Saturday 22 Jun 2024
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The Malaysian Rubber Council (MRC) is targeting new markets this year, which include Middle East and African countries, to showcase high-quality local rubber products, says CEO Nor Hizwan Ahmad.

He also anticipates the demand for rubber products such as gloves, catheters and others to remain high while demand for other rubber products such as rubber components for the automotive industry, technical applications, consumer products and the emergence of rubberwood for biomass purposes is also expected to increase.

“I would like to see Malaysian rubber exports reaching RM100 billion. As market expansion and exploration is part of MRC’s job, we will enhance the efforts to ensure new markets and opportunities are identified and capitalised to achieve this.

“I believe that organising and participating in international promotional events is one of the most efficient ways to promote Malaysian rubber products and raise awareness in the international market about the high quality of our products. Market promotion activities organised by the MRC include international trade fairs, working visits, business matching, international seminars, ministerial missions and conferences,” says Hizwan.

Glove exports have grown rapidly over the years, accounting for half of the country’s total rubber products, as rubber glove manufacturing is now one of Malaysia’s most important industries. Glove manufacturers in the country are well equipped to meet the growing global demand, thanks to robust production capacity, government incentives and other investments.

In 2021, total exports of rubber and rubber products increased 46.3% to RM71 billion, from RM48.53 billion in the previous year.

Hizwan says the MRC has established a regional office in Jeddah in Saudi Arabia to explore rubber potential in the Middle East and North Africa (MENA), as well as its other offices in London, Washington, DC, Shanghai and Beijing. New markets that it is targeting include Turkey, Vietnam, Egypt, Brazil and Pakistan.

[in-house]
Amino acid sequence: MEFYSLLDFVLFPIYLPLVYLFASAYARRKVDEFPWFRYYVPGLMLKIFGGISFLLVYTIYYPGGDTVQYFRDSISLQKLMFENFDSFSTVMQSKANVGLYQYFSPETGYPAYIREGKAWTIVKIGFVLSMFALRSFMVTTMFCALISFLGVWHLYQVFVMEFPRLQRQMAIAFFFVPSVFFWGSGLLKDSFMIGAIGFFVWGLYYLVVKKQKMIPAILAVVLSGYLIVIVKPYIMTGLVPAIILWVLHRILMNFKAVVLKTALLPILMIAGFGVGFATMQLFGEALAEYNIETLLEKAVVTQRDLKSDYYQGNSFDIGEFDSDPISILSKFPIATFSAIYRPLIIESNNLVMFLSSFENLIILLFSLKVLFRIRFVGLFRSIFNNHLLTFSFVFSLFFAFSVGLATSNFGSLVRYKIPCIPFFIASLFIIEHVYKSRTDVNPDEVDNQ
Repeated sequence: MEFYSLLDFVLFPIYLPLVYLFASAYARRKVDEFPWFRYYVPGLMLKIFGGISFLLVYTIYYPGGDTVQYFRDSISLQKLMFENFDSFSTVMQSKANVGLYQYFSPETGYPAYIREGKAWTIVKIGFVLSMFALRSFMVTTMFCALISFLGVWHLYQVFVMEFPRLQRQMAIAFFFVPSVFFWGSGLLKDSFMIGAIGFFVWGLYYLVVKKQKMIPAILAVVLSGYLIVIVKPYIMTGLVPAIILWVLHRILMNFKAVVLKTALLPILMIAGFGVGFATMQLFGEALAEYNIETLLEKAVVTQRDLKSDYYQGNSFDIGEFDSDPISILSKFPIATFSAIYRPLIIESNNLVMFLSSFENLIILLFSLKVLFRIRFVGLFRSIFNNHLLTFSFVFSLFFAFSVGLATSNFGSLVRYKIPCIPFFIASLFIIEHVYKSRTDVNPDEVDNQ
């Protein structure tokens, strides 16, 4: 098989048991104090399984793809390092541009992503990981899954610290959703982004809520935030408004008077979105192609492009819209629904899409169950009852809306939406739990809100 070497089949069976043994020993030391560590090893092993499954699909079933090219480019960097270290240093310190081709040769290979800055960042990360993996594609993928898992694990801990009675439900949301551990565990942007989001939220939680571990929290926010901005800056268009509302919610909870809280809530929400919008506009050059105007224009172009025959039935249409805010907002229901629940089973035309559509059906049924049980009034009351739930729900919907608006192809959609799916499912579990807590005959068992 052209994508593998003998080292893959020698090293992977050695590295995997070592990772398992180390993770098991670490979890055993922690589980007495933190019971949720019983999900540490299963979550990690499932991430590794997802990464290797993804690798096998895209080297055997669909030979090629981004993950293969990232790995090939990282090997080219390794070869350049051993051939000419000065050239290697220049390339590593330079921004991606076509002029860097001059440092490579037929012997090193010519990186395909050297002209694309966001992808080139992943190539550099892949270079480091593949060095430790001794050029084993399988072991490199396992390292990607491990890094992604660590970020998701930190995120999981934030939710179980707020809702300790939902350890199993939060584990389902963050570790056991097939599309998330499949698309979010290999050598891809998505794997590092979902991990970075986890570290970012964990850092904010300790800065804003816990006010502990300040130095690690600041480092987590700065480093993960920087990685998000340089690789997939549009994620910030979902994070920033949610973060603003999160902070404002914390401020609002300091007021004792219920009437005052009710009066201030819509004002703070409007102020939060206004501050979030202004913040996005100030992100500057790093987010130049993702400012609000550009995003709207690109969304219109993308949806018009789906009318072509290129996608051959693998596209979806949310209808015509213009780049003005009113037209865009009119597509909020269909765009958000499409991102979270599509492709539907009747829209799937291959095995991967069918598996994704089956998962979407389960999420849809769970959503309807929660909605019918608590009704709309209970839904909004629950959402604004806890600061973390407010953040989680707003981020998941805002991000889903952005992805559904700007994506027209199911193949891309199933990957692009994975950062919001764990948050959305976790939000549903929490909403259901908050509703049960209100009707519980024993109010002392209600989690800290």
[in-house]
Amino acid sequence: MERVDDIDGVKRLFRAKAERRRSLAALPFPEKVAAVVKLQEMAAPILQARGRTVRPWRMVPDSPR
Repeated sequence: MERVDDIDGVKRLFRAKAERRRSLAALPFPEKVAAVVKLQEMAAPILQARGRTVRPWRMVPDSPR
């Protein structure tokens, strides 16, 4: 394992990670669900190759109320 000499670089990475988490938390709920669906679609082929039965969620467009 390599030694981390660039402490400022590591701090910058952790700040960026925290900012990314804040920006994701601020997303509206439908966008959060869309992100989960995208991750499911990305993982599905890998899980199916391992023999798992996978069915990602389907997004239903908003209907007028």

“Turkey was affected by an earthquake and there are many large local construction companies. Therefore, we can take this opportunity to promote engineered rubber products (ERP) made in Malaysia, including seismic bearings,” he says.

The council will also promote ERP in Egypt, where the number of construction and infrastructure projects is growing. It also plans to encourage Brazil to adopt commercial tyre retreading solutions from Malaysia. In Vietnam, it plans to promote rubber retreading materials and automotive components.

“Pakistan’s healthcare market is experiencing positive growth, which gives us the opportunity to further promote our medical rubber products, such as medical gloves and Foley catheters,” he says.

The MRC also participated in Expo 2020 Dubai last month, showcasing rubber products from Malaysia to the world in the Malaysian Pavilion. Taking advantage of the tremendous reach of the expo, the MRC launched the Malaysian Rubber Products Virtual Showcase (MaRViS) on Jan 24, an online platform that facilitates business engagements between international buyers and Malaysian rubber product manufacturers.

“The sudden lockdown and invisible threat of Covid-19 have nudged the MRC to rethink the way we do business, especially to accommodate the international market. Travel restrictions have halted international dealings, especially in terms of business engagements. MaRViS is an essential part of doing business for the MRC and its stakeholders. This virtual platform not only saves a lot of cost and effort but can also reach a larger market for rubber products from Malaysia,” explains Hizwan.